Basic Biographical Details
|Name: ||John Thomas Saunders |
|Designation: ||Architect |
|Born: ||15 June 1876 |
|Died: ||7 April 1947 |
|Bio Notes: ||John Thomas Saunders was born on 15 June 1876 in Haddington, the son of John Saunders (b.1846 in Haddington), an architectural draughtsman, and his wife Agnes. He was educated at the Knox Institute, Haddington, and Watson's College, Edinburgh. In the 1891 Census he is recorded as being a 'joiner's apprentice'. He also received private tuition in architectural drawing from 1893 to 1895, subsequently studying at Heriot-Watt College both architecture and engineering. He was awarded several medals and achieved second place in the David Cousin Prize in 1897. Information in Saunders' RIBA Nomination Paper states that from 1899 to 1902 he worked as a joiner and as General Foreman 'on works in Edinburgh'. However the Census of 1901 shows that he was resident in London in that year and was a boarder with the Maynard family at 50 Peel Street, Kensington. Another joiner from Scotland, William G Adams, was also a boarder there. |
In London he took posts as assistant or clerk of works in several offices, spending two years with Godfrey Pinkerton and two with Henry Martineau Fletcher before joining Maxwell Maberly Smith in 1906. He married Annie___ about 1905 and the couple had one daughter and one son. His obituary in the 'Structural Engineer' states that he continued his training under Maberly Smith. He was admitted LRIBA on 24 June 1912, his proposers being Smith, Pinkerton and Fletcher, at which time he was still working for Smith as managing assistant.
Saunders served in the Army for three years during the First World War. He commenced independent practice in London in 1916 (the date 1917 is given in his obituary in the 'Structural Engineer'). He admitted FRIBA in 1920. He served as Vice President of the Institute of Structural Engineers in 1935, and was President of the Berkshire, Buckinghamshire & Oxfordshire Architectural Association from 1940 to 1946.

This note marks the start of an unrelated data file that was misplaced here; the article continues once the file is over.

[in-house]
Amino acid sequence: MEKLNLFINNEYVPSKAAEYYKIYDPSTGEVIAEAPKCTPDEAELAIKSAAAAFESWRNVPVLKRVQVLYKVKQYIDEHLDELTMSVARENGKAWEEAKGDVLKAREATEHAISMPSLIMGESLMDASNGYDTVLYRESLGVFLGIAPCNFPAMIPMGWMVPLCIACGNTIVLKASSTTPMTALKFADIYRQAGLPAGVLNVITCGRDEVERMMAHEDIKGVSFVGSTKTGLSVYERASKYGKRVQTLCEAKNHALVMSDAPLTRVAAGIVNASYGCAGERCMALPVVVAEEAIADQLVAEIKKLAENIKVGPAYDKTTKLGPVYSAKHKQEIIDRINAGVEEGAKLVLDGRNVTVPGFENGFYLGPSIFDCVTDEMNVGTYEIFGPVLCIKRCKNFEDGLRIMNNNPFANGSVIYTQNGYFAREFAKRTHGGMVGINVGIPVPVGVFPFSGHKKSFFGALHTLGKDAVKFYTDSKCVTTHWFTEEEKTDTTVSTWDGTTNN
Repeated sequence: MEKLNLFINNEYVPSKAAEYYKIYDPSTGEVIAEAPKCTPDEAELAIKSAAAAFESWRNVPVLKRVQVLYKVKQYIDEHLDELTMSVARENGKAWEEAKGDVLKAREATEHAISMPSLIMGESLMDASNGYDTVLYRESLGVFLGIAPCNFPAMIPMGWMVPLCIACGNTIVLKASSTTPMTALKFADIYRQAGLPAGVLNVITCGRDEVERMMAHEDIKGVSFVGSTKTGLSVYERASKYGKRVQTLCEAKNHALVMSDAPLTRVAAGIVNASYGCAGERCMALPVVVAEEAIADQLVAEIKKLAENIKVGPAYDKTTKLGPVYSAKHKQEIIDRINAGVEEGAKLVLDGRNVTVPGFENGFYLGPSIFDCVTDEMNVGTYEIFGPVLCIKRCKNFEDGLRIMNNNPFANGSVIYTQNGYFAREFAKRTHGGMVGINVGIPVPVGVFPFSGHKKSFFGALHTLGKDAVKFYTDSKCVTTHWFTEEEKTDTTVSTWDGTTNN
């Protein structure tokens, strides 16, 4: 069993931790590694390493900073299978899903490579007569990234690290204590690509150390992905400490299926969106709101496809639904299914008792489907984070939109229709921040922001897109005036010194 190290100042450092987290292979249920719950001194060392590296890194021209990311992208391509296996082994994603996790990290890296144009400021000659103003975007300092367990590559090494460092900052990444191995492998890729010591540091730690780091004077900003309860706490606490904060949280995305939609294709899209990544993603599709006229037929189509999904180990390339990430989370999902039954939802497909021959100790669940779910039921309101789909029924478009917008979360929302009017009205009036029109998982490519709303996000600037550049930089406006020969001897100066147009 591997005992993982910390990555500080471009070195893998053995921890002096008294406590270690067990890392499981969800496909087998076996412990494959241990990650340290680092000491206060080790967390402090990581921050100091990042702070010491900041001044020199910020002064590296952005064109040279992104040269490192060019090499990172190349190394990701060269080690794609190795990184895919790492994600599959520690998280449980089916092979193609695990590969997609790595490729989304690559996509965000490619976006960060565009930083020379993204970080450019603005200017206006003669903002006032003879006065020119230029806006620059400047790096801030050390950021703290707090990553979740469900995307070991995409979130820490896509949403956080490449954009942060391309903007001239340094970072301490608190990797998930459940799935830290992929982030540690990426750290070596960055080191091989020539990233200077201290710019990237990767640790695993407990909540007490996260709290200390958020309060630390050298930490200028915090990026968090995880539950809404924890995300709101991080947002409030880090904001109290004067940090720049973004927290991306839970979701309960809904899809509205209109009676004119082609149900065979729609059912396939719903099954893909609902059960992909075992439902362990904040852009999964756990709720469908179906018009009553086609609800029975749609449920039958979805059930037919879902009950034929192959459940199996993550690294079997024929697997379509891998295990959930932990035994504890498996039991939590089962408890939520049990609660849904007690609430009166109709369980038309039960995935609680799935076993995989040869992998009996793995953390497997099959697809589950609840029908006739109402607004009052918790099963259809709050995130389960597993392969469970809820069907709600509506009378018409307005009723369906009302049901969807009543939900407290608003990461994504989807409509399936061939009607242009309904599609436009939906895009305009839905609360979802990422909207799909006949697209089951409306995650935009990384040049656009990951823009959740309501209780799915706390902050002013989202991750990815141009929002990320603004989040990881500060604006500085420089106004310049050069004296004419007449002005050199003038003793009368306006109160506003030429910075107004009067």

His principal architectural works included the Princess Louise Hospital, North Kensington, and New Place, Framfield.
He died on 7 April 1947.
Private and Business Addresses
|The following private or business addresses are associated with this architect:|
| ||Address||Type||Date from||Date to||Notes|
|Hope Park, Haddington, East Lothian, Scotland||Private||1891 *|| ||Family home |
|50, Peel Street, Kensington, London, England||Private||1901 *|| || |
|Kentwood Lodge, Tilehurst, Berkshire, England||Private||Before 1911 *||After 1912|| |
|1a, Linden Gardens, Bayswater, London, England||Private/business(?)||1947 *|| || |
* earliest date known from documented sources.
Employment and Training
|The following individuals or organisations employed or trained this architect (click on an item to view details):|
| ||Name||Date from||Date to||Position||Notes|
|Godfrey Pinkerton||1902||1904||Assistant||Assistant/clerk of works|
|Henry Martineau Fletcher||1904||1906||Assistant||Assistant/clerk of works|
|Maxwell Maberly Smith||1906||1912||Managing Assistant||It is unclear whether he was managing assistant from 1906 or whether he started as assistant and was promoted|
|The following books contain references to this architect:|
|Who's Who in Architecture||1914|| || || || |
|The following periodicals contain references to this architect:|
| ||Periodical Name||Date||Edition||Publisher||Notes|
|Builder||11 April 1947||v172|| ||p339 - obituary|
|RIBA Journal||June 1947||v54||London: Royal Institute of British Architects||p442 - obituary|
|The following archives hold material relating to this architect:|
| ||Source||Archive Name||Source Catalogue No.||Notes|
|RIBA Archive, Victoria & Albert Museum||RIBA Nomination Papers|| ||L v25 no2085; F no1821 (microfilm reel 15)|